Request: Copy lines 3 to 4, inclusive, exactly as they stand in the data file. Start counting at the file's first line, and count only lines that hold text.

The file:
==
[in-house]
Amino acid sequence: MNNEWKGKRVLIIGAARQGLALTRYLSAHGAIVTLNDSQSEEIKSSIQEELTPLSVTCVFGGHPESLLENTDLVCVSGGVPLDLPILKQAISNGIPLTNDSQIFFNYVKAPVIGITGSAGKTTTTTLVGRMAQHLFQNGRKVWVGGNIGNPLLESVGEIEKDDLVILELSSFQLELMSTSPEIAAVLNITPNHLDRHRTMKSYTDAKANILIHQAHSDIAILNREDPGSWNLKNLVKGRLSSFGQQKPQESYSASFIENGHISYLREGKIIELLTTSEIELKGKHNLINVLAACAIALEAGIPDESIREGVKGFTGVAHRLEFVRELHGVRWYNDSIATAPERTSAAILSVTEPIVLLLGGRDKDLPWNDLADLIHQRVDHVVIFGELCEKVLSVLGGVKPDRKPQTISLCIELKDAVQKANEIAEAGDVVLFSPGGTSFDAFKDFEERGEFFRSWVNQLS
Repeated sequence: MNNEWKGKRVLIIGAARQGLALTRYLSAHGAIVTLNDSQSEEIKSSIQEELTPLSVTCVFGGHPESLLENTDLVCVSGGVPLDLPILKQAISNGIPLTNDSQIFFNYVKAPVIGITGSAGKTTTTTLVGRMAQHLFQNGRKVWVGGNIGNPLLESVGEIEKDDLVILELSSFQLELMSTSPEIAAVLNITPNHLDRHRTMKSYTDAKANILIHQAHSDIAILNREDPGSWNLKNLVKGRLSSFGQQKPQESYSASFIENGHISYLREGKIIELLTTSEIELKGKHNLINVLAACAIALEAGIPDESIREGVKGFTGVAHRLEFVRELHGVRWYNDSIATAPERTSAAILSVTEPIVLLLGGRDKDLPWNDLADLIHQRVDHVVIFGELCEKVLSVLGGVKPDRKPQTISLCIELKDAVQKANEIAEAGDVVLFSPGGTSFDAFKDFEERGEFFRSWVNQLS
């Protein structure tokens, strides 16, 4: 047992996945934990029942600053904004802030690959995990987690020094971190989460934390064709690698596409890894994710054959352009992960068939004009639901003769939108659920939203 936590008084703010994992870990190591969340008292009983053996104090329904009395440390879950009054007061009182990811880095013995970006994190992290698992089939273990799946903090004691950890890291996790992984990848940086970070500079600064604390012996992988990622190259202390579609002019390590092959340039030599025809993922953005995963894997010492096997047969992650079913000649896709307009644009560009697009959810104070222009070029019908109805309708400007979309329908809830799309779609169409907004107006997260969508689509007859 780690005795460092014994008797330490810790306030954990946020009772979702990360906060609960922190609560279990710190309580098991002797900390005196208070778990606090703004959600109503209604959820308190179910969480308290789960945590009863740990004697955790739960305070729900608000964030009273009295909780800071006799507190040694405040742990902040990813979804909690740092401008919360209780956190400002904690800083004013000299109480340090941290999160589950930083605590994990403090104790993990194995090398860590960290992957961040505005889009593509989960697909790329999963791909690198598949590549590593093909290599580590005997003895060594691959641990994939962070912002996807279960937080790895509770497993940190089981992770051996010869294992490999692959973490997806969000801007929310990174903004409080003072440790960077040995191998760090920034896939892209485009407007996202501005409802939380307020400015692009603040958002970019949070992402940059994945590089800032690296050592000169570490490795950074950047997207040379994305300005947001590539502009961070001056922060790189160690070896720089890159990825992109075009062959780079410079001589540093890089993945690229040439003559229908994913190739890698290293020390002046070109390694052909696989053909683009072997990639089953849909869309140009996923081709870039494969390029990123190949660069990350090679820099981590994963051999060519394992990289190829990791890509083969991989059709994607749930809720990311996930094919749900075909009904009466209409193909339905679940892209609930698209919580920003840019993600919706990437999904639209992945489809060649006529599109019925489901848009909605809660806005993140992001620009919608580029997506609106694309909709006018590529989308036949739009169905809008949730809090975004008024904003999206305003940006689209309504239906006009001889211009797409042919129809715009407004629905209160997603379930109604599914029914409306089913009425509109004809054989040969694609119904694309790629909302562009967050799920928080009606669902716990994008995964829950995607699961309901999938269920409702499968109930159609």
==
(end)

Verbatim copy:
Repeated sequence: MNNEWKGKRVLIIGAARQGLALTRYLSAHGAIVTLNDSQSEEIKSSIQEELTPLSVTCVFGGHPESLLENTDLVCVSGGVPLDLPILKQAISNGIPLTNDSQIFFNYVKAPVIGITGSAGKTTTTTLVGRMAQHLFQNGRKVWVGGNIGNPLLESVGEIEKDDLVILELSSFQLELMSTSPEIAAVLNITPNHLDRHRTMKSYTDAKANILIHQAHSDIAILNREDPGSWNLKNLVKGRLSSFGQQKPQESYSASFIENGHISYLREGKIIELLTTSEIELKGKHNLINVLAACAIALEAGIPDESIREGVKGFTGVAHRLEFVRELHGVRWYNDSIATAPERTSAAILSVTEPIVLLLGGRDKDLPWNDLADLIHQRVDHVVIFGELCEKVLSVLGGVKPDRKPQTISLCIELKDAVQKANEIAEAGDVVLFSPGGTSFDAFKDFEERGEFFRSWVNQLS
């Protein structure tokens, strides 16, 4: 047992996945934990029942600053904004802030690959995990987690020094971190989460934390064709690698596409890894994710054959352009992960068939004009639901003769939108659920939203 936590008084703010994992870990190591969340008292009983053996104090329904009395440390879950009054007061009182990811880095013995970006994190992290698992089939273990799946903090004691950890890291996790992984990848940086970070500079600064604390012996992988990622190259202390579609002019390590092959340039030599025809993922953005995963894997010492096997047969992650079913000649896709307009644009560009697009959810104070222009070029019908109805309708400007979309329908809830799309779609169409907004107006997260969508689509007859 780690005795460092014994008797330490810790306030954990946020009772979702990360906060609960922190609560279990710190309580098991002797900390005196208070778990606090703004959600109503209604959820308190179910969480308290789960945590009863740990004697955790739960305070729900608000964030009273009295909780800071006799507190040694405040742990902040990813979804909690740092401008919360209780956190400002904690800083004013000299109480340090941290999160589950930083605590994990403090104790993990194995090398860590960290992957961040505005889009593509989960697909790329999963791909690198598949590549590593093909290599580590005997003895060594691959641990994939962070912002996807279960937080790895509770497993940190089981992770051996010869294992490999692959973490997806969000801007929310990174903004409080003072440790960077040995191998760090920034896939892209485009407007996202501005409802939380307020400015692009603040958002970019949070992402940059994945590089800032690296050592000169570490490795950074950047997207040379994305300005947001590539502009961070001056922060790189160690070896720089890159990825992109075009062959780079410079001589540093890089993945690229040439003559229908994913190739890698290293020390002046070109390694052909696989053909683009072997990639089953849909869309140009996923081709870039494969390029990123190949660069990350090679820099981590994963051999060519394992990289190829990791890509083969991989059709994607749930809720990311996930094919749900075909009904009466209409193909339905679940892209609930698209919580920003840019993600919706990437999904639209992945489809060649006529599109019925489901848009909605809660806005993140992001620009919608580029997506609106694309909709006018590529989308036949739009169905809008949730809090975004008024904003999206305003940006689209309504239906006009001889211009797409042919129809715009407004629905209160997603379930109604599914029914409306089913009425509109004809054989040969694609119904694309790629909302562009967050799920928080009606669902716990994008995964829950995607699961309901999938269920409702499968109930159609």